Communication in the Future

Communication in the Future

Right Now with Nick Smith

What I’m listening to: I had a lot of work to do yesterday, so I broke out the reliable instrumental rock of El Ten Eleven.

What I’m reading: Government Technology Magazine’s new Jan/Feb issue!

Ever since my childhood reading Life of Reilly in Sports Illustrated and the charts in Rolling Stone, it’s always seemed like the thing I wanted most has been on the back page. Government Technology Magazine is no different, with a very reliable, readable back page column by Kristy Dalton, also known as GovGirl, and the founder of Government Social Media Organization. So, I was at the office recently, and my new issue of GovTech came across my desk, as it seems to every so often, and so I did what I always do — I flipped to the back page.

This issue’s GovGirl column is super straightforward, with a title of “The Case for the Social Media Coordinator” and an equally direct byline reading “It’s 2018. When are you finally going to create that full-time social media position?” Now, granted, she’s got a financial interest in saying this, but that does not take away from the fact that she’s right!

In fact, today, my Public Information team and I will be presenting a “Social Media How-To” to our region of the IIMC, and I worry about it, because I think that we’re going to give about a hundred municipal clerks about a thousand distractions from their own very important jobs. What I hope happens is that they take what we present back to their jurisdictions and tell their brass that they need a social media person, because it’s true.

Sure, of the people in a proverbial City Hall, you could do way worse than a clerk for social media. Keepers of historical records, knowledgeable about day-to-day operations, liaisons to the governing body … what’s not to like? Well, for starters, the fact that they already have a job, and it really shouldn’t expand to entail creating compelling content, monitoring platforms, learning their nuances with regard to posting frequency, et cetera, et cetera.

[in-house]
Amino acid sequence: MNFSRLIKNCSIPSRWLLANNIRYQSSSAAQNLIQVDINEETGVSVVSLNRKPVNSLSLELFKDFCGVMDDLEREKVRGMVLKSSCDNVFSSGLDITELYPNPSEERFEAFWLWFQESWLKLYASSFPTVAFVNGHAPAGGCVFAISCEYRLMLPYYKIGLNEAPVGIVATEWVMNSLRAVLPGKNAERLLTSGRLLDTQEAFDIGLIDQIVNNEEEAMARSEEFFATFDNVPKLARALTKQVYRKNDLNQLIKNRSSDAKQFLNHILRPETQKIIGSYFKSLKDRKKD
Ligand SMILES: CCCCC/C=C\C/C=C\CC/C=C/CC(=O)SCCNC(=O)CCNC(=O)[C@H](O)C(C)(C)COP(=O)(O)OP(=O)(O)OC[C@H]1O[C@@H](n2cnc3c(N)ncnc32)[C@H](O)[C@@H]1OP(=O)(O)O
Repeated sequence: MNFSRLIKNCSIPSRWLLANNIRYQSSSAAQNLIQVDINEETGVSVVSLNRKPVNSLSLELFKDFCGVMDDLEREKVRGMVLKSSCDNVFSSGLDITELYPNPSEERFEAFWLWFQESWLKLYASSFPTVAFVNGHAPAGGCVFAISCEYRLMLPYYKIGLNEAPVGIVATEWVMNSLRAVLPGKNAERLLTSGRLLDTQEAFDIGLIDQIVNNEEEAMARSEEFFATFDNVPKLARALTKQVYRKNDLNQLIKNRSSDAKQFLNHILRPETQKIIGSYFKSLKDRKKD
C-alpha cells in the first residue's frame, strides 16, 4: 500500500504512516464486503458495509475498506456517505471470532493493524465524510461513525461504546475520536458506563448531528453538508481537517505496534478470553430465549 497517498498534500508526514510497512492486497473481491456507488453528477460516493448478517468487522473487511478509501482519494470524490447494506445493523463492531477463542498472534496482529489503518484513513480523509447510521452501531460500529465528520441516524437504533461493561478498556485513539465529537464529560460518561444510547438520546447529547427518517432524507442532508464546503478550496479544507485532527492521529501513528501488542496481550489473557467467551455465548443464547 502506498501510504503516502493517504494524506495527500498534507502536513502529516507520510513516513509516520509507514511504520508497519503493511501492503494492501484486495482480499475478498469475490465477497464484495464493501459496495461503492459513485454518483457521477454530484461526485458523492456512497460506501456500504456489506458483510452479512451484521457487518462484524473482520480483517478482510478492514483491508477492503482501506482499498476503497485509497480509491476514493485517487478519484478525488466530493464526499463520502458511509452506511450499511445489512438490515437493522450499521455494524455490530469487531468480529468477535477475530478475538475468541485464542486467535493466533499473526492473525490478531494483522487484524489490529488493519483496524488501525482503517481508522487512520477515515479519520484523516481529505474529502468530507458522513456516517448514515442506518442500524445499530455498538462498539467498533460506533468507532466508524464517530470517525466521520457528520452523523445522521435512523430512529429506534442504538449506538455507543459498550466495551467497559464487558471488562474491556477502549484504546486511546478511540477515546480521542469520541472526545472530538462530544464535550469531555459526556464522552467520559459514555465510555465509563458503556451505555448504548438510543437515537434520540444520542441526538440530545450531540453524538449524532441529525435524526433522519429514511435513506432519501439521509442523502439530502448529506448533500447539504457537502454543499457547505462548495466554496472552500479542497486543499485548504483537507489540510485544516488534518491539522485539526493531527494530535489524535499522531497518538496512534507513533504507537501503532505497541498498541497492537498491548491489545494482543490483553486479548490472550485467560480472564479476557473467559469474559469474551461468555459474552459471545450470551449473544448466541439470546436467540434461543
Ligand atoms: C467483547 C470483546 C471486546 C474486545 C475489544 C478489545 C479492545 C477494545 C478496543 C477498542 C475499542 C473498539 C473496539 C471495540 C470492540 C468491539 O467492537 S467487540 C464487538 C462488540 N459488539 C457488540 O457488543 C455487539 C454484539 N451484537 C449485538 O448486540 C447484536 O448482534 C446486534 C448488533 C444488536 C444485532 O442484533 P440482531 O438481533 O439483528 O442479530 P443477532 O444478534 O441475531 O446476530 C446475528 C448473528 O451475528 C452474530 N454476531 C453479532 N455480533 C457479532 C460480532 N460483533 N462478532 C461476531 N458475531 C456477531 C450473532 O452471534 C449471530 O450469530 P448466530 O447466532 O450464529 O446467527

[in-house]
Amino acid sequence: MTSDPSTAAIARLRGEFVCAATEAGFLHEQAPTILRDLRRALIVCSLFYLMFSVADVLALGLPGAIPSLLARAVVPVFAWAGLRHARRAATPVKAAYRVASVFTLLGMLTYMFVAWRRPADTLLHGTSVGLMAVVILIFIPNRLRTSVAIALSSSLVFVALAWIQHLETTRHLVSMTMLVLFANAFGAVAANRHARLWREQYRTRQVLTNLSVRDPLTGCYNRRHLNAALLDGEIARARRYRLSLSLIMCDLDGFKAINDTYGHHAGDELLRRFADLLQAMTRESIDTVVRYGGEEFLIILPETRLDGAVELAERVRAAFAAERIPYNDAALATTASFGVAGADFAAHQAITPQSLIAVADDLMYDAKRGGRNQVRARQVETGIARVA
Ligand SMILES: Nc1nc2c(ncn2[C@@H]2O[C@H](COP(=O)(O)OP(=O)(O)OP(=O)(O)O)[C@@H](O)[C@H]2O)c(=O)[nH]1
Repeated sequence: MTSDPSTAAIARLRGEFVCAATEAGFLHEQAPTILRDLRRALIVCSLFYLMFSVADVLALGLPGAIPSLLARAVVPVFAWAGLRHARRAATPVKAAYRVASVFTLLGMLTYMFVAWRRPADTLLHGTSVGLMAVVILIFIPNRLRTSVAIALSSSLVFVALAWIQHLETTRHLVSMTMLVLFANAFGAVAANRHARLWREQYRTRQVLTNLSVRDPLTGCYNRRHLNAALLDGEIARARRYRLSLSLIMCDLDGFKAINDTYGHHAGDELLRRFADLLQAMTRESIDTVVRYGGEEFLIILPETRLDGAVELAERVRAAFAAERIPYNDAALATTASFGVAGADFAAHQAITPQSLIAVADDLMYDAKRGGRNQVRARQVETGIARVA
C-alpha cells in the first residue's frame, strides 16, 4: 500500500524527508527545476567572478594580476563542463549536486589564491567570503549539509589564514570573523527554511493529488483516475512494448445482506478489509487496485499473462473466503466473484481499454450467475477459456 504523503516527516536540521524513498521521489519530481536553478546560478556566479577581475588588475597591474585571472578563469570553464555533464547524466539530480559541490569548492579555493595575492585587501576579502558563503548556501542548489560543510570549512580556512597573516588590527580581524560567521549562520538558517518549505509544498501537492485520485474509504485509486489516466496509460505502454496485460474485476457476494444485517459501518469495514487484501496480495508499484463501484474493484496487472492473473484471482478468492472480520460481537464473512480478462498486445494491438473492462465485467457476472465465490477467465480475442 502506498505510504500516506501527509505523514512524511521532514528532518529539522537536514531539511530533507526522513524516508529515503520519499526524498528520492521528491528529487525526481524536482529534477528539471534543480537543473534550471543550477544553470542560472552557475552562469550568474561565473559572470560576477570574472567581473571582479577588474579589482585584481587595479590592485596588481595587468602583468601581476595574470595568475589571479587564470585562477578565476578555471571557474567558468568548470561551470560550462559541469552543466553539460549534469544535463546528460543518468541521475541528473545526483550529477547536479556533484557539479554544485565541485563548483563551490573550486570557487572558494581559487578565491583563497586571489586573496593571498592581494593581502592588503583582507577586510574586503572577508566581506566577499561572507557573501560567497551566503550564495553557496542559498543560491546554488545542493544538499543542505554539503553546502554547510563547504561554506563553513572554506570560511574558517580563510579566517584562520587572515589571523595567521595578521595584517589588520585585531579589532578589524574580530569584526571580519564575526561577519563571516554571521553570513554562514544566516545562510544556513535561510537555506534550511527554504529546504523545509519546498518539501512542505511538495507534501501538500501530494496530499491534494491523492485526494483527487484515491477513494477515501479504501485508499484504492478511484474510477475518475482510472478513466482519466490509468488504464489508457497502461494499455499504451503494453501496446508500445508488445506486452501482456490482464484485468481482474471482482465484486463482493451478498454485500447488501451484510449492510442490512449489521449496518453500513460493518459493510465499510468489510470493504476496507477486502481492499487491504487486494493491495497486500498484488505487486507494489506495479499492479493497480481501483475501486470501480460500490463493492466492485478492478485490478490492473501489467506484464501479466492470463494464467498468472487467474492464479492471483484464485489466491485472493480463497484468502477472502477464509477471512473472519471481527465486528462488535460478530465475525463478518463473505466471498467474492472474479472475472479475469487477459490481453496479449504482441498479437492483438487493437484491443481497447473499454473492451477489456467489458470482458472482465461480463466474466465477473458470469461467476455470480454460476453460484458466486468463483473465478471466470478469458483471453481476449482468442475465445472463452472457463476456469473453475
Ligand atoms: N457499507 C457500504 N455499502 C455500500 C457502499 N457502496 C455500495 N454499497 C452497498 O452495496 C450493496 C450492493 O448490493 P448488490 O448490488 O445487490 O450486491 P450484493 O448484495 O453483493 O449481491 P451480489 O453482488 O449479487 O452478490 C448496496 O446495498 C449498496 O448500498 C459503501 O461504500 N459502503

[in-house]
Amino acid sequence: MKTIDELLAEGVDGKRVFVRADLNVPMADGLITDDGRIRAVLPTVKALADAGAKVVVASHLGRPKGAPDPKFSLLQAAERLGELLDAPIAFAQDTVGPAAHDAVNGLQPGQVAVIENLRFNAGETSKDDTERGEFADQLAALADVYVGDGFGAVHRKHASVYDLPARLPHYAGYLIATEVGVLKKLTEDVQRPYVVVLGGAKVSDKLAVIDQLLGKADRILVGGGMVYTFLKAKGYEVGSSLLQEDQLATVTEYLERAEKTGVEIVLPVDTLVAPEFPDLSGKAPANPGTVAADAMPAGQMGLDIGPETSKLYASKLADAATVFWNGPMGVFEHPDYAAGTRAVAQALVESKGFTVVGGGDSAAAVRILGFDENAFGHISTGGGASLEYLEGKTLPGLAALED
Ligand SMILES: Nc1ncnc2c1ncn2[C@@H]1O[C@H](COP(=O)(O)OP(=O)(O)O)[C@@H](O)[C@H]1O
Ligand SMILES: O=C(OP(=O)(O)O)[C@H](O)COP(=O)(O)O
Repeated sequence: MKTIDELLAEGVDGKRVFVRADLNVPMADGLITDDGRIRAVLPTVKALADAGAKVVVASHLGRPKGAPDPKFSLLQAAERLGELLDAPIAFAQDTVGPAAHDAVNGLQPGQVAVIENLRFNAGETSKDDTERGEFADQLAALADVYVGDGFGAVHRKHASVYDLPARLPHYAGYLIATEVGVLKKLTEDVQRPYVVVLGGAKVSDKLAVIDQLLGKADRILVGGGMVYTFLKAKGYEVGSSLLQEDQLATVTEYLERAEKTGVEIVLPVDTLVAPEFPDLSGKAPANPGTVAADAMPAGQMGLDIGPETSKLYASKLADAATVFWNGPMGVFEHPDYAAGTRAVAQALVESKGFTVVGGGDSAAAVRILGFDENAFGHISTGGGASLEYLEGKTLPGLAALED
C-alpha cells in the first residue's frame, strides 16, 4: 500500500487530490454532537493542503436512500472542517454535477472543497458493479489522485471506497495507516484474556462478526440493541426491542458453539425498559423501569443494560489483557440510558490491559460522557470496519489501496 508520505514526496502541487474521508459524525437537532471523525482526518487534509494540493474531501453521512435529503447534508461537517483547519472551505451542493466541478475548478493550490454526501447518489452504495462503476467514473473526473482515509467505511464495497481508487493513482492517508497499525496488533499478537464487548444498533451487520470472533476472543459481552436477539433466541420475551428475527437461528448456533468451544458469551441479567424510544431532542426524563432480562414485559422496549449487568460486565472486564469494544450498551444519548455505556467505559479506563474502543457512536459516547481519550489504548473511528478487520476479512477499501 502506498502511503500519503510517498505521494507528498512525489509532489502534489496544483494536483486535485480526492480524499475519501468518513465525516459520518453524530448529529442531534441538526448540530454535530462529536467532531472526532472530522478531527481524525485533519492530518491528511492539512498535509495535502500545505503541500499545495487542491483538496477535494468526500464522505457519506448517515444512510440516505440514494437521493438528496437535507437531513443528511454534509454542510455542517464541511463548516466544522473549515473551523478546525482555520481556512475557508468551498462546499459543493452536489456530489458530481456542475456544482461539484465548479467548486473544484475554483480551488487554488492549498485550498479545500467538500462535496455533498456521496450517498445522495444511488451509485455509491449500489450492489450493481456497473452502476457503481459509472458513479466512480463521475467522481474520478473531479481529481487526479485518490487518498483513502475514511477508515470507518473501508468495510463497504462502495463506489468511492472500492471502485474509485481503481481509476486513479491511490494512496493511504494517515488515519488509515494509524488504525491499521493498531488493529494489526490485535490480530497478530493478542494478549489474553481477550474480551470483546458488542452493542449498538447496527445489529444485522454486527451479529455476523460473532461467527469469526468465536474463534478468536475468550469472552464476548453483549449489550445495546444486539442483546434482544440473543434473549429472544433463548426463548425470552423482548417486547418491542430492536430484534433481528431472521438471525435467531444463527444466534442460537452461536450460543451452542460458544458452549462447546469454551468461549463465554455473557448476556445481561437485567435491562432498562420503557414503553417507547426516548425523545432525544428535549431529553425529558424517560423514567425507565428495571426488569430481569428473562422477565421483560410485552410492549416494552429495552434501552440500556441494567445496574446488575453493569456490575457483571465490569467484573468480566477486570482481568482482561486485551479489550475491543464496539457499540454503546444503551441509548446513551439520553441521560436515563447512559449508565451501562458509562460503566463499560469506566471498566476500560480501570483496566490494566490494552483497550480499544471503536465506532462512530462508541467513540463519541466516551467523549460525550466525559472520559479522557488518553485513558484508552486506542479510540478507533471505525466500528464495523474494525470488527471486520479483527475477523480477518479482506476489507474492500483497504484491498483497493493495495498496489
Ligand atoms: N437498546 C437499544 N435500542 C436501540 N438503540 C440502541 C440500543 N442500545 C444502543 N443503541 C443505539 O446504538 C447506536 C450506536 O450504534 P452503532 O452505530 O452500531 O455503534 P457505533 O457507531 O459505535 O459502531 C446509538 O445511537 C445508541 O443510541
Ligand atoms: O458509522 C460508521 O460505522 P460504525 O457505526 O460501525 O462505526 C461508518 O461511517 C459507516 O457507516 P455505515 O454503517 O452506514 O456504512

I’ll be the first to admit that I don’t have a particularly hard job. I don’t think anyone reading this post probably has a hard job. What each of us does have, though, is enough job.

Whether you live in a city of 1,000,000+, or some incredibly diverse and beautiful suburb of Washington DC with 70,000 residents, or a even village of 1,500, social media alone is more than enough to fill a 40 hour work week. It’s not just someone who comes in and plays on Twitter (even though I tell people that’s what I do because generates fewer followup questions than “I stare into the black void of the anonymous internet all day and try to come home happy”).

It’s marketing.
It’s public information
It’s crisis communications.
It’s in the office.
It’s out of the office.
It’s non-stop.

It touches every single department and elected official in your jurisdiction, and it interfaces publicly and officially with the people, businesses, and other governments around the world in a humanizing and relevant way.

To sum it up, if you don’t have a dedicated Social Media Coordinator, tell anyone who will listen that you need one.

Because you do.

(Full disclosure: I’ll be speaking at the Government Social Media Conference in Denver this year, and I am not receiving any compensation for this or that.)